How many messages do you see every day on Facebook from “inspirational” posts?
Do you actually get inspired from that?
(I don’t- but I used to think that people did)
Don’t get me wrong, I love a good motivational quote every once and a while, but it doesn’t get me jumping out of my seat to go crush my goals.
So what does?
And ultimately NOT wanting to stay in the position or situation that I am currently in. Here’s the reality of human nature though…
Our current comfort is very often more important than the life that we really want.
So we have to ask ourselves, do we REALLY want that?
Or do we think that “when I lose 10 pounds” or “when I get that job” or “when I get married“…then I’ll be happy.
That’s twisted thinking, but we all do it.
So the question of the day is this:
Is your current level of comfort ACTUALLY more important than what you want?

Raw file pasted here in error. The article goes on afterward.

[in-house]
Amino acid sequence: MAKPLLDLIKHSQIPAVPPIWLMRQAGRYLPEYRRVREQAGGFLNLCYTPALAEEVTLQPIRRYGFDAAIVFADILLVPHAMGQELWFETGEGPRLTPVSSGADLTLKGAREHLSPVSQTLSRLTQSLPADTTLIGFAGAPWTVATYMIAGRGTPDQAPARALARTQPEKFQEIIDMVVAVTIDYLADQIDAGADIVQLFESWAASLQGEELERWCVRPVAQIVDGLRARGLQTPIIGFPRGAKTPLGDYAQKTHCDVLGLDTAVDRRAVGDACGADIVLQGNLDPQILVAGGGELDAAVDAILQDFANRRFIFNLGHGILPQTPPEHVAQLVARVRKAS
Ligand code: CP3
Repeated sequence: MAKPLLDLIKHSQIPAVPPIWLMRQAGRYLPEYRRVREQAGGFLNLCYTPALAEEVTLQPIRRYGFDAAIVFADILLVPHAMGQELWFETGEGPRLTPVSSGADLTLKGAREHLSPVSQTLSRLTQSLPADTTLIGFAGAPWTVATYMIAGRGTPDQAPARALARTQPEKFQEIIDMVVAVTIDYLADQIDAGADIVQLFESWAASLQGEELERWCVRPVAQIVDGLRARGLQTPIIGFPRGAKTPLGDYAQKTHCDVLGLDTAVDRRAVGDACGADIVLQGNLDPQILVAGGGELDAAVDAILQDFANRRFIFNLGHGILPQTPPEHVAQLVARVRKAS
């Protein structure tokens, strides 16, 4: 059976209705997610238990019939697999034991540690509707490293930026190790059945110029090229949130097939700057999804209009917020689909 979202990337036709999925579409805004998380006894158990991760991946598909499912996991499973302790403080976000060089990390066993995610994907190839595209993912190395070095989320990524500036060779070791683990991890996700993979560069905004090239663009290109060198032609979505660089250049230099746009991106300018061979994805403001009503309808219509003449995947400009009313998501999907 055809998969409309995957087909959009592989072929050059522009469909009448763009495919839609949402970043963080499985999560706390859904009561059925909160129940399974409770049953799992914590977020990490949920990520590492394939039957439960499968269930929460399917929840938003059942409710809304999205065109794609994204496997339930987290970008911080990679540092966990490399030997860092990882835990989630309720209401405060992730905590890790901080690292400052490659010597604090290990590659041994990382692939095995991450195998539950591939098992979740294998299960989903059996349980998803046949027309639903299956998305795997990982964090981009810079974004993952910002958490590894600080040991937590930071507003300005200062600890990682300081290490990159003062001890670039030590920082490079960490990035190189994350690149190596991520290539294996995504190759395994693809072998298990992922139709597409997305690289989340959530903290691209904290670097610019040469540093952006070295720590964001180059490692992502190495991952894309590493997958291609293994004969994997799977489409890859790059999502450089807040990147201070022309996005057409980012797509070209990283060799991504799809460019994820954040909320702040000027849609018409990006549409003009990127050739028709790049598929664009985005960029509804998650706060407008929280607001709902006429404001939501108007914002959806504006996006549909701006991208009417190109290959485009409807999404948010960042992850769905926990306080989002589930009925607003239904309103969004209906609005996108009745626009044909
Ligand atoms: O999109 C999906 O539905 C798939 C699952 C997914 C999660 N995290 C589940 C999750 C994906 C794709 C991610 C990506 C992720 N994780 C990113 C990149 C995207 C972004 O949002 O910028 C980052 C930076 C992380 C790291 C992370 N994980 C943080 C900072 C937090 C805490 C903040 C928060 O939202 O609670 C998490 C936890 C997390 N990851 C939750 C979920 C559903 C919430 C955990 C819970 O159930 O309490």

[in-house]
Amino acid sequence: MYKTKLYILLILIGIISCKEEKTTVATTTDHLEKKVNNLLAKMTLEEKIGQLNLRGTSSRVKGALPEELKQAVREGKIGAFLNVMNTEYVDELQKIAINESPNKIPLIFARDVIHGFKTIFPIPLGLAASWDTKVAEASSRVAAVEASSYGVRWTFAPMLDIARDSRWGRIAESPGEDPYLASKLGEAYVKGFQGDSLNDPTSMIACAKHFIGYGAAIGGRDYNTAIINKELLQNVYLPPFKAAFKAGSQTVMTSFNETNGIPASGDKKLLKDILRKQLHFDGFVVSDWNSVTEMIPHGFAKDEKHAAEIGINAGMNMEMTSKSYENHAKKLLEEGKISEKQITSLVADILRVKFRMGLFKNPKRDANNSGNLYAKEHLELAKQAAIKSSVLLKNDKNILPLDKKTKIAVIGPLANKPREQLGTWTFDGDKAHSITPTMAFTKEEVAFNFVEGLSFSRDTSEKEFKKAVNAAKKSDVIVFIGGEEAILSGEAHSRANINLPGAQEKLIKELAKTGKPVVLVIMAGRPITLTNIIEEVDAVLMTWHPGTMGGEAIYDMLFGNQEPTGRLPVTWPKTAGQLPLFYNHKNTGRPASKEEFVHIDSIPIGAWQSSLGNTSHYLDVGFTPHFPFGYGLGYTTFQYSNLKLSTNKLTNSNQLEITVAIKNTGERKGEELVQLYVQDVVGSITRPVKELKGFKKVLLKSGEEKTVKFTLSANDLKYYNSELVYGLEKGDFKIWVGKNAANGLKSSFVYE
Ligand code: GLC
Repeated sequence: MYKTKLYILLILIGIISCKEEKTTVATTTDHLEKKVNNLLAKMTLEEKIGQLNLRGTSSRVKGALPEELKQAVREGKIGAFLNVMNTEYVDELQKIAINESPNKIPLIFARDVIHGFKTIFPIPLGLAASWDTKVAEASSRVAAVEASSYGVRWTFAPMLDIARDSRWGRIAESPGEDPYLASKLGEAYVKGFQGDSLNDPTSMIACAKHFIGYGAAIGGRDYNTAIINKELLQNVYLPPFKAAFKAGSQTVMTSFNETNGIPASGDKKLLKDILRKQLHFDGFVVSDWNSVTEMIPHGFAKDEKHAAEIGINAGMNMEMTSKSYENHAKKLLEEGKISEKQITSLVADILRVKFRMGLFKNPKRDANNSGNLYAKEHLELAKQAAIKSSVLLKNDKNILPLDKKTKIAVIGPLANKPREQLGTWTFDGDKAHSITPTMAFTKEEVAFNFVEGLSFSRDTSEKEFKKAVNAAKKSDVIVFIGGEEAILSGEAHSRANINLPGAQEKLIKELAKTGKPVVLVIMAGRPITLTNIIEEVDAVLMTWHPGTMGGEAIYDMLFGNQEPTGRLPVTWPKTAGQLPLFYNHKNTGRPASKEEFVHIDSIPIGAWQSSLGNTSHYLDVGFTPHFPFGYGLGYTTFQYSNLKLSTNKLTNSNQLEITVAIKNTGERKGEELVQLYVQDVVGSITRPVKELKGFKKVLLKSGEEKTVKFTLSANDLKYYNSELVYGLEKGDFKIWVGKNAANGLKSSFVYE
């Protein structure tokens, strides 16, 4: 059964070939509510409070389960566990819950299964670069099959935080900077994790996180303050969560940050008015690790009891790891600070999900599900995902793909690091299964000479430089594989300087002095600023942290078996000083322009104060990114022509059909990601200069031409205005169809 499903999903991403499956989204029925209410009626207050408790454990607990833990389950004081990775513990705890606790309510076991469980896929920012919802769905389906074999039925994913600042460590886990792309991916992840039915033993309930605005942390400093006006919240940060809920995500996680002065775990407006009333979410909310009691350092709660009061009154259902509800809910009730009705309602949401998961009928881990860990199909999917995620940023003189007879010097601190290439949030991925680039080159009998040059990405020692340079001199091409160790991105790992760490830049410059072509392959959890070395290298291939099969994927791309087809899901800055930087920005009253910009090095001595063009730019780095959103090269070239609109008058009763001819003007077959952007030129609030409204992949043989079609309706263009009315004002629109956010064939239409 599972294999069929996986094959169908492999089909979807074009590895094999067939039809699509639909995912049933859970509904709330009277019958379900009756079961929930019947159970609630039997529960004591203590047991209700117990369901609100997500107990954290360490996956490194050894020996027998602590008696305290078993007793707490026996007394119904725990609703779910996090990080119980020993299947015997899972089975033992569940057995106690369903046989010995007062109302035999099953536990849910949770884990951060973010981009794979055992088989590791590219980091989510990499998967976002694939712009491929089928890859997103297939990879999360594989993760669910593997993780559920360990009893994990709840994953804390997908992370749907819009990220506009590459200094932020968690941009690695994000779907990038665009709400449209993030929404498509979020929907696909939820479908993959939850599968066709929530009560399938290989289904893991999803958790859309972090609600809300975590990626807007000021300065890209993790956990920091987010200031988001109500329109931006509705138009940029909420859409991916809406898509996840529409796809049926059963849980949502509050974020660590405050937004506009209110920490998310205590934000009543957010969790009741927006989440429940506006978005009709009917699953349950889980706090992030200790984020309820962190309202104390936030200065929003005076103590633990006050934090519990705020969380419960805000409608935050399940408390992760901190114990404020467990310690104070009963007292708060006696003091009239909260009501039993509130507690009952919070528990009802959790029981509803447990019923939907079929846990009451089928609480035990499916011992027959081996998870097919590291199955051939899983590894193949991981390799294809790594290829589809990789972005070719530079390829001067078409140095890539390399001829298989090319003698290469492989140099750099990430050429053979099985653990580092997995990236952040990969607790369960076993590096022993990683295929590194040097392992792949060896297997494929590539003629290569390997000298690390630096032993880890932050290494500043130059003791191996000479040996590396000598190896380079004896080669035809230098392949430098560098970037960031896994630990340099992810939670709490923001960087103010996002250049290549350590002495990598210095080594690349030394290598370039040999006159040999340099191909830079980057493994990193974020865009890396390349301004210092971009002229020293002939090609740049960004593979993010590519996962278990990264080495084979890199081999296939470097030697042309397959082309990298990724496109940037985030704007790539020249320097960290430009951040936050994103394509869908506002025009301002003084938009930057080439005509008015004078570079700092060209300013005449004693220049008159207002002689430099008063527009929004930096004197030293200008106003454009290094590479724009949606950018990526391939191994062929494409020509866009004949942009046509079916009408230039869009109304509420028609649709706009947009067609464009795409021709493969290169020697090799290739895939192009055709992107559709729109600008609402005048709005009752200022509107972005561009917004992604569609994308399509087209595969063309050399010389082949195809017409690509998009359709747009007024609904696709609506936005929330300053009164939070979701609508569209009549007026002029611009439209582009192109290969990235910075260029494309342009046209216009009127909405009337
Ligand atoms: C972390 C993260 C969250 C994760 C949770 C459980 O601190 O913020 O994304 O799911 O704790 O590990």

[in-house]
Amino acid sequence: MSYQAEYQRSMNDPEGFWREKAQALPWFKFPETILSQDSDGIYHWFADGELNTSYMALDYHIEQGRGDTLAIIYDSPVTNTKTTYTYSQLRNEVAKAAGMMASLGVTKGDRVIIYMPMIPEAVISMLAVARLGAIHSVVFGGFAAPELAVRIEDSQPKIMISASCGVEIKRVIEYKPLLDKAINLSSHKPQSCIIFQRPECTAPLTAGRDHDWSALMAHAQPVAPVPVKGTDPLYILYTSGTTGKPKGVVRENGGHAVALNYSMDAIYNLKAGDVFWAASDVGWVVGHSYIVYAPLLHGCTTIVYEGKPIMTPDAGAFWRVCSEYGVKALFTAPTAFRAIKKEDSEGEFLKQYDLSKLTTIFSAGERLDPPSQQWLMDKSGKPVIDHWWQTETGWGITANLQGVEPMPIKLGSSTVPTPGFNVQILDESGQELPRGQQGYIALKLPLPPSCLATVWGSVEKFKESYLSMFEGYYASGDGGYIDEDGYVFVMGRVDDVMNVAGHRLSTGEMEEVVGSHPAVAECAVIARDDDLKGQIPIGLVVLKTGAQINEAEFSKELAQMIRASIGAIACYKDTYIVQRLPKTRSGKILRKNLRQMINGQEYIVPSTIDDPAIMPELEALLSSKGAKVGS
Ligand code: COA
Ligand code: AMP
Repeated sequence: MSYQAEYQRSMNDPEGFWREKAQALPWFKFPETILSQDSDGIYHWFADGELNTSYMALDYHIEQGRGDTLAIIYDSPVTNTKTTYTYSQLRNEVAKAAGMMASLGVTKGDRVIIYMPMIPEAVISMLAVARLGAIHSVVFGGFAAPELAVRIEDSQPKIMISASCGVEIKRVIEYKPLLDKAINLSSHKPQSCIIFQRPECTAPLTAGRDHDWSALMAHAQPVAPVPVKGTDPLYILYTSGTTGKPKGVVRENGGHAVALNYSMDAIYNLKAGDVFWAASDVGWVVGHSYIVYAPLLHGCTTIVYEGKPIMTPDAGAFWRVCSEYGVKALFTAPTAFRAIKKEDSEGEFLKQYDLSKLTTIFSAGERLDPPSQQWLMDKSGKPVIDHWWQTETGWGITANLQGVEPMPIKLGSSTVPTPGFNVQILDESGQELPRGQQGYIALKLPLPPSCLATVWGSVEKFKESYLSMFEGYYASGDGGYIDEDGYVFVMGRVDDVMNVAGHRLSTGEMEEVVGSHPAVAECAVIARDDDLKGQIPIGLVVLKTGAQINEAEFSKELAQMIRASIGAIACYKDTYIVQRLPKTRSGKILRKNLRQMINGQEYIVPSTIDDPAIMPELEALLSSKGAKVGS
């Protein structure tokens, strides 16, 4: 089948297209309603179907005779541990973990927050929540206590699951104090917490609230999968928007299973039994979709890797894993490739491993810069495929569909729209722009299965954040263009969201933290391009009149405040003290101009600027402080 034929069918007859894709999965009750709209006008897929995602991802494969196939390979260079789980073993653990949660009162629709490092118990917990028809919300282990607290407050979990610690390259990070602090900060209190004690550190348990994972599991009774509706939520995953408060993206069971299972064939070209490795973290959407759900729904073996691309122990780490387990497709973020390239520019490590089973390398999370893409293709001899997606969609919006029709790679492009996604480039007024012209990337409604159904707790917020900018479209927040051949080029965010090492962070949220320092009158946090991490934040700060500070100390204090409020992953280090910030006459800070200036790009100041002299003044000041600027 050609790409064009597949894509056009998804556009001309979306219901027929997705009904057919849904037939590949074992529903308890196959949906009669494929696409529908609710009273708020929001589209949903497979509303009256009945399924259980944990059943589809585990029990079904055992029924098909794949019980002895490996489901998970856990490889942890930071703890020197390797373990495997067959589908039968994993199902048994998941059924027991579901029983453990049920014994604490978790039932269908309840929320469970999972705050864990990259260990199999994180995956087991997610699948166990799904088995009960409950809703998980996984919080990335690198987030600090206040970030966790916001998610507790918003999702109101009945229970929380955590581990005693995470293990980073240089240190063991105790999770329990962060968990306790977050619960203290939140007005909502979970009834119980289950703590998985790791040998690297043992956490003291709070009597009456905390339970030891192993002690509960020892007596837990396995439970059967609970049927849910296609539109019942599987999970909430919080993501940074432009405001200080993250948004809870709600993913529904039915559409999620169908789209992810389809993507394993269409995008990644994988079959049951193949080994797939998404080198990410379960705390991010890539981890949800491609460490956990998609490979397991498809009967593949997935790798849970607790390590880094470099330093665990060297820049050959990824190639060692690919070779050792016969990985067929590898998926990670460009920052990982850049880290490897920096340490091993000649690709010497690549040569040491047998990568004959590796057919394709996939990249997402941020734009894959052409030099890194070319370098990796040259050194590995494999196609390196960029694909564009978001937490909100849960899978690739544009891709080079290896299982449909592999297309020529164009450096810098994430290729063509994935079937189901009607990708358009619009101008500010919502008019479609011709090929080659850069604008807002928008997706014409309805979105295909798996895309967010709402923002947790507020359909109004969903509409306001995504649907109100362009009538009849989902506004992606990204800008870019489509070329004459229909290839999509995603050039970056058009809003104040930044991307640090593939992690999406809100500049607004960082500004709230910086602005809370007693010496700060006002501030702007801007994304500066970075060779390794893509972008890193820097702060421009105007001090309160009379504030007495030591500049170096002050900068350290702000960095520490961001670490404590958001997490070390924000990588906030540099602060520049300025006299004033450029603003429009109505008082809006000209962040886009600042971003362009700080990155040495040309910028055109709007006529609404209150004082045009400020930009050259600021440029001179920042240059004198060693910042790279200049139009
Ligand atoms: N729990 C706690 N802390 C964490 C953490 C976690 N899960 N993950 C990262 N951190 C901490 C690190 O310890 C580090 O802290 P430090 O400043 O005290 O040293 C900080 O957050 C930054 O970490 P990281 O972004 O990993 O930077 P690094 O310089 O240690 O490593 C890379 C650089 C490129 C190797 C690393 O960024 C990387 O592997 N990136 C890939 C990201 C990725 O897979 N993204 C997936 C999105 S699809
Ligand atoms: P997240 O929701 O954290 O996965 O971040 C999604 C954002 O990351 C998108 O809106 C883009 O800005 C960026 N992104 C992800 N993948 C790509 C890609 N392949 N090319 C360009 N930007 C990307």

If you say yes, that’s cool….
But I’ll bet if you dig a little deeper, the ultimate answer just might be no.
For example, if I asked you if losing 10 pounds would make you happier and you said yes…
Then I asked you if you would be willing to commit to working out and eating right and
you said no, you’ll likely want to dig deeper about WHY you want to lose 20 pounds,
If the answer is that you:
-Don’t feel confident at work
-You avoid social situations because you hate wearing sleeveless dresses and shirts
You hardly every shop because it just pisses you off
Then you have a REAL reason, not just some fluff that will in fact NEVER change how comfortable or uncomfortable you are willing to get to achieve the result.
Now the good news is that you don’t have to give up a social life, your training can be 3-5 days per week as long as your nutrition is in check (80/20 remember?)
Is it a little uncomfortable? Sure….but it doesn’t take over your life.
So when you set a goal, dig into your why. We talk about this all the time, but it’s critical to actually achieving it. Are you looking for the outcome without taking into account the journey and the work?
That usually doesn’t last long.
Instead look at the big picture, then dissect the work that needs to be done, get someone to hold you accountable, have weekly check points, celebrate your wins and then repeat.